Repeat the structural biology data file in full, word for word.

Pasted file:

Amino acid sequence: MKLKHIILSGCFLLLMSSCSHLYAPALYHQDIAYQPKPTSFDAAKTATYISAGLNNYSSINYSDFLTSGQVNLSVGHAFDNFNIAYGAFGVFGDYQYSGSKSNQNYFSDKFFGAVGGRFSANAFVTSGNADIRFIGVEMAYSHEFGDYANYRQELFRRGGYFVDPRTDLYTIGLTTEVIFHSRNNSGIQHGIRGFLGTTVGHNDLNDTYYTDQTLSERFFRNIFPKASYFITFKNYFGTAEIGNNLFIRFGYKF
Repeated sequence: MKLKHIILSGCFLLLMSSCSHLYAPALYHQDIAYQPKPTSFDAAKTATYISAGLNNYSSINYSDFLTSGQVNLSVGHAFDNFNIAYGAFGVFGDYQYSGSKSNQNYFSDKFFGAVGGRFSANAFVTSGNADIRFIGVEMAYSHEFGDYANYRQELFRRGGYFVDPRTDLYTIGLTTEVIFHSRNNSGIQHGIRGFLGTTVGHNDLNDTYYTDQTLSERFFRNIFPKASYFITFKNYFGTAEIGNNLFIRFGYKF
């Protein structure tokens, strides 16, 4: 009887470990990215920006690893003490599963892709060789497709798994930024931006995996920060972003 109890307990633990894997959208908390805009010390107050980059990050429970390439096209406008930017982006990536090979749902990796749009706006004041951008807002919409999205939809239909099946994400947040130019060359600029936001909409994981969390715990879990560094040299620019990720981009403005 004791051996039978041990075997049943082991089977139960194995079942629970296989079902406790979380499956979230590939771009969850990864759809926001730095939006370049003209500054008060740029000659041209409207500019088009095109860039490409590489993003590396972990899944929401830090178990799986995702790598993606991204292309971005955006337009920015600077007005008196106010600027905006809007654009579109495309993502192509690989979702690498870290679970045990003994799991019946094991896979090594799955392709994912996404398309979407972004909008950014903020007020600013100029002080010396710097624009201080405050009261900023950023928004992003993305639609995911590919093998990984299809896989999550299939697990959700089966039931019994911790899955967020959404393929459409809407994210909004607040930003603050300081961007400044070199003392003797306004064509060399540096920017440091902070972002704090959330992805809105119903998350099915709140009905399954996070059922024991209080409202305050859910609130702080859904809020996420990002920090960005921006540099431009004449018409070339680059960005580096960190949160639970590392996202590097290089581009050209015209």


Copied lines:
Amino acid sequence: MKLKHIILSGCFLLLMSSCSHLYAPALYHQDIAYQPKPTSFDAAKTATYISAGLNNYSSINYSDFLTSGQVNLSVGHAFDNFNIAYGAFGVFGDYQYSGSKSNQNYFSDKFFGAVGGRFSANAFVTSGNADIRFIGVEMAYSHEFGDYANYRQELFRRGGYFVDPRTDLYTIGLTTEVIFHSRNNSGIQHGIRGFLGTTVGHNDLNDTYYTDQTLSERFFRNIFPKASYFITFKNYFGTAEIGNNLFIRFGYKF
Repeated sequence: MKLKHIILSGCFLLLMSSCSHLYAPALYHQDIAYQPKPTSFDAAKTATYISAGLNNYSSINYSDFLTSGQVNLSVGHAFDNFNIAYGAFGVFGDYQYSGSKSNQNYFSDKFFGAVGGRFSANAFVTSGNADIRFIGVEMAYSHEFGDYANYRQELFRRGGYFVDPRTDLYTIGLTTEVIFHSRNNSGIQHGIRGFLGTTVGHNDLNDTYYTDQTLSERFFRNIFPKASYFITFKNYFGTAEIGNNLFIRFGYKF
């Protein structure tokens, strides 16, 4: 009887470990990215920006690893003490599963892709060789497709798994930024931006995996920060972003 109890307990633990894997959208908390805009010390107050980059990050429970390439096209406008930017982006990536090979749902990796749009706006004041951008807002919409999205939809239909099946994400947040130019060359600029936001909409994981969390715990879990560094040299620019990720981009403005 004791051996039978041990075997049943082991089977139960194995079942629970296989079902406790979380499956979230590939771009969850990864759809926001730095939006370049003209500054008060740029000659041209409207500019088009095109860039490409590489993003590396972990899944929401830090178990799986995702790598993606991204292309971005955006337009920015600077007005008196106010600027905006809007654009579109495309993502192509690989979702690498870290679970045990003994799991019946094991896979090594799955392709994912996404398309979407972004909008950014903020007020600013100029002080010396710097624009201080405050009261900023950023928004992003993305639609995911590919093998990984299809896989999550299939697990959700089966039931019994911790899955967020959404393929459409809407994210909004607040930003603050300081961007400044070199003392003797306004064509060399540096920017440091902070972002704090959330992805809105119903998350099915709140009905399954996070059922024991209080409202305050859910609130702080859904809020996420990002920090960005921006540099431009004449018409070339680059960005580096960190949160639970590392996202590097290089581009050209015209």